If you aren’t enjoying the fruits of your study efforts, you will likely stop. Enjoy the flowers as you go, and you will travel much further. Before you study, after you study, on breaks from study. Just do it.
Even if it means sacrificing everything.
9. Trust the Process
Hesitation of any kind is a sign of mental decay in the young, of physical weakness in the old.– Oscar Wilde, The Importance of Being Earnest
I don’t know how long you’ve been unable to see the sun through that big wall, but I spent most of the last 3 years throwing rocks at mine. I think it laughed at me. I had all the equipment to bust it. I can still see the puny green arms of my GEICO friend waving around Jalup Javelins and TNT.
Jalup on my computer, Anki on my phone, and manga on my nightstand. Don’t think I wasn’t trying — I spent a full year in Japan with perfect marks and a college semester afterwards trying to chip the wall, but I left Jalup Intermediate and came home Jalup Intermediate.
I wasn’t wielding the right weapons to break my barrier, nor was I trusting the process of my own Japanese progress. Stress will dull your blade, doubt will trip you up, and hesitation will cause you to forget the reason you fight. Trust it, and move forward. The barrier will shatter, this stuff works, and the forgetting curve is a tsundere.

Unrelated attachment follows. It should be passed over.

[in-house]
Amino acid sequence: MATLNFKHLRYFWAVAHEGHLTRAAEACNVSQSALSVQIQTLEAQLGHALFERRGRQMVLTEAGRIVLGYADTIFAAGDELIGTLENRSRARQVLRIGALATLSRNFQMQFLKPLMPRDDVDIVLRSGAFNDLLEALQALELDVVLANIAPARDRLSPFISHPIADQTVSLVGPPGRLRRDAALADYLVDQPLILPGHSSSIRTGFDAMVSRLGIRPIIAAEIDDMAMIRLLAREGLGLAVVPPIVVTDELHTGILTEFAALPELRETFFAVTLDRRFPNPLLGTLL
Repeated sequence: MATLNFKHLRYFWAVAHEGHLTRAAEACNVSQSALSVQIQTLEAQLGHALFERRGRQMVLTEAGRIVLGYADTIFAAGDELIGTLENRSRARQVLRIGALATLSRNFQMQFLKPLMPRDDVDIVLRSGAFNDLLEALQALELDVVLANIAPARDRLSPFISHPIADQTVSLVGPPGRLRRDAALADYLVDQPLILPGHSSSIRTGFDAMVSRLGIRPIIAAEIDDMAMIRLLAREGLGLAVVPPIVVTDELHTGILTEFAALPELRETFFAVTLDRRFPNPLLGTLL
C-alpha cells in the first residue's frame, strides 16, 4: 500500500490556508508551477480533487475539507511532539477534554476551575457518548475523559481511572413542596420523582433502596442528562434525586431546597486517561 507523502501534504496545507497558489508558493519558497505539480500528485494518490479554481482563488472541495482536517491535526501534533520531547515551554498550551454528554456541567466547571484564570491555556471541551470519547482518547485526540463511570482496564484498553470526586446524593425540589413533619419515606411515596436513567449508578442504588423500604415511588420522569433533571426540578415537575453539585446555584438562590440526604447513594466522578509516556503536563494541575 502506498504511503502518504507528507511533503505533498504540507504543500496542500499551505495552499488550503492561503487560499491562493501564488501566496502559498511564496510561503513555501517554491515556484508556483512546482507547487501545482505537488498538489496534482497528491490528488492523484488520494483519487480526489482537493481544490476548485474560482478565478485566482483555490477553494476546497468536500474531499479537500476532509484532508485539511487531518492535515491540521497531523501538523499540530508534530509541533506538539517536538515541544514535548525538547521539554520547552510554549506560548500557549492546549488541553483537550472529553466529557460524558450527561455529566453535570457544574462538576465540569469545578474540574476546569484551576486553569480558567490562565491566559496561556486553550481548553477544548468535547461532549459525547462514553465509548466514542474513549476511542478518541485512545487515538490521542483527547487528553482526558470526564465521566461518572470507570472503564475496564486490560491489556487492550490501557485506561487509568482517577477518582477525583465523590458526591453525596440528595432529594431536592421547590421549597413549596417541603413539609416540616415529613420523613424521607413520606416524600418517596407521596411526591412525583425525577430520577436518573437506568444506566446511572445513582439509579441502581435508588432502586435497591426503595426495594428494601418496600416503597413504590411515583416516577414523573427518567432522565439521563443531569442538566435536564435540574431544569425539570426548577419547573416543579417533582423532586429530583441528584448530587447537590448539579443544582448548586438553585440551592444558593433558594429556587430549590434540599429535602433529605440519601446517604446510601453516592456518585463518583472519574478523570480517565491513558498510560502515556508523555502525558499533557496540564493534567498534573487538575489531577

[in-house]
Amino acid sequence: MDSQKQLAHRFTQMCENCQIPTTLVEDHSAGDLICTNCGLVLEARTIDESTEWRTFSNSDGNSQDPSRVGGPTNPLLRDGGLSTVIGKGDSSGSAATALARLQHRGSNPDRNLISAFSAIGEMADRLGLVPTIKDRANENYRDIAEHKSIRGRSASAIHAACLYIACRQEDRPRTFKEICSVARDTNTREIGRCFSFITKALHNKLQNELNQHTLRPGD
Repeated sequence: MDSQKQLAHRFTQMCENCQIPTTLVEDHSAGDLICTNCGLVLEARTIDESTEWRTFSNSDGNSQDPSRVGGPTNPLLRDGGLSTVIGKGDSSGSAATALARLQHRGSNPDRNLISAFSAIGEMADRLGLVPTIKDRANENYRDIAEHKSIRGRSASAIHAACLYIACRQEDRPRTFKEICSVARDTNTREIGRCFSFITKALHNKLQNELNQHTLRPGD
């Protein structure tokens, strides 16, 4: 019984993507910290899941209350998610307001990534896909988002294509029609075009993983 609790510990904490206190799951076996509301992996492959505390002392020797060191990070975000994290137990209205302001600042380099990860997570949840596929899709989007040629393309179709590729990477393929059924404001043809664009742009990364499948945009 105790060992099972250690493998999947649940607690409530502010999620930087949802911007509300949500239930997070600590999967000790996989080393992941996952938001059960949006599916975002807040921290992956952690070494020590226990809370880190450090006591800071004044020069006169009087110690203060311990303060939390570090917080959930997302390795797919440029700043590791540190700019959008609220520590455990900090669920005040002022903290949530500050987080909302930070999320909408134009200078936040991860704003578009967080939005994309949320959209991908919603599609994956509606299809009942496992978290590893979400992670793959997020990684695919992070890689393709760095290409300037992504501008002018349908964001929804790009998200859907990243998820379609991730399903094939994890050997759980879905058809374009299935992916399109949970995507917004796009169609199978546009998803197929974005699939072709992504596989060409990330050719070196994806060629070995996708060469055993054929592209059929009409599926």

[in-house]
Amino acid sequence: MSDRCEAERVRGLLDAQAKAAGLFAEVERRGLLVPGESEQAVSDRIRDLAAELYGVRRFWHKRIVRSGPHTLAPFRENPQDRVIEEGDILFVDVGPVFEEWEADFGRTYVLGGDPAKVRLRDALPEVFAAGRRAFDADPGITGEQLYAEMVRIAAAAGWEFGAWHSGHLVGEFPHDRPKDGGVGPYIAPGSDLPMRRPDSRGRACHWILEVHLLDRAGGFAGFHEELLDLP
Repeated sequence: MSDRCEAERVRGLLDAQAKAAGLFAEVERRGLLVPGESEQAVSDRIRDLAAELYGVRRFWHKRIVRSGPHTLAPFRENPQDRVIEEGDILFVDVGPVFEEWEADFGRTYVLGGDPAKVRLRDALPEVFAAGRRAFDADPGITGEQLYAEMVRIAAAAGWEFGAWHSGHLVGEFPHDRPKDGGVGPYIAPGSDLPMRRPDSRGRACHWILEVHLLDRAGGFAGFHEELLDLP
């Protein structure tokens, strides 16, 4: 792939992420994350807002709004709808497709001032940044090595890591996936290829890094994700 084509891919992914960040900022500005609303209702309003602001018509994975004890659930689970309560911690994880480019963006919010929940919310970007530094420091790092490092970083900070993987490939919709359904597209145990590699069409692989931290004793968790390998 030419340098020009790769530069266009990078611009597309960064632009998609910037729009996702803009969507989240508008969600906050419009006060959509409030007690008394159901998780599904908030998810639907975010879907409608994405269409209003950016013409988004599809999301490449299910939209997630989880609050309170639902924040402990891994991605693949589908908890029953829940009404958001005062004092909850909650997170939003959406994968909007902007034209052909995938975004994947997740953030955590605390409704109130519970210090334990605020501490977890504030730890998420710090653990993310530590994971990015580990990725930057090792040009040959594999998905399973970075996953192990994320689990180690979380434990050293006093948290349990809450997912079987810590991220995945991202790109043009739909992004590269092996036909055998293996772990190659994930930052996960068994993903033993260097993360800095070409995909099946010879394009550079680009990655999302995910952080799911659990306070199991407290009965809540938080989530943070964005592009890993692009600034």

There are success stories left and right, and soon you will be one of them.
Eat the marshmallows, trust the process, and push forward.
It’s your time
Ask yourself where you are now, and where you want to be instead. Ask yourself what you’re willing to do to get there. Then make a plan to get there. Act on it.– Tim S. Grover, Relentless: From Good to Great to Unstoppable
If you want to shatter the comprehension barrier, you need to ATTACK. Try implementing my 9 actions into your routine, and watch the difference it’ll make.
If you’re fine with slogging through your Japanese adventure lethargic and sub-optimal, then don’t worry about improved study and optimizing your effort. Continue to rely on someone else to pick up the pace for you. Unless you attack, you will never truly progress. You’ll be forgotten by the light that awaits beyond the barrier ahead.
Decide. Commit. Act. Succeed. Repeat.
Leave any questions you have for me in the comments section, and I will answer them. If you prefer some personal advice through e-mail, use the following form (not affiliated with Jalup) and I’ll send you my personal cheat sheet guide for rapid Japanese acquisition.